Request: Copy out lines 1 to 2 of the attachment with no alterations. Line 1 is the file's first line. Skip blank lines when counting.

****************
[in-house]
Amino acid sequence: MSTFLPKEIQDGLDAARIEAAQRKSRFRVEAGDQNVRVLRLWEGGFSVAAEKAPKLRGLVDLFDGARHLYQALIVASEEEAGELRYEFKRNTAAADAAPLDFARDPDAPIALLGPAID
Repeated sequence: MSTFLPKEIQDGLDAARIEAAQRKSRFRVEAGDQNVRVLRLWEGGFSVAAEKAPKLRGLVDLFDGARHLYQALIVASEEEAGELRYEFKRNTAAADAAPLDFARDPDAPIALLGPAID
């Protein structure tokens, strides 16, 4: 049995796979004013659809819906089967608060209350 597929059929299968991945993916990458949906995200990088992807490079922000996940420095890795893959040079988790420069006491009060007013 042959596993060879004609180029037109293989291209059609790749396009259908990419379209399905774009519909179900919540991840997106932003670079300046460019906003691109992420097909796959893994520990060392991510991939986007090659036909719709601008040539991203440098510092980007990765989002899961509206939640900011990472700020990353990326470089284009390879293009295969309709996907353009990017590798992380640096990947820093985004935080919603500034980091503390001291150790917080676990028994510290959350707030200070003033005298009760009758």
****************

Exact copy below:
[in-house]
Amino acid sequence: MSTFLPKEIQDGLDAARIEAAQRKSRFRVEAGDQNVRVLRLWEGGFSVAAEKAPKLRGLVDLFDGARHLYQALIVASEEEAGELRYEFKRNTAAADAAPLDFARDPDAPIALLGPAID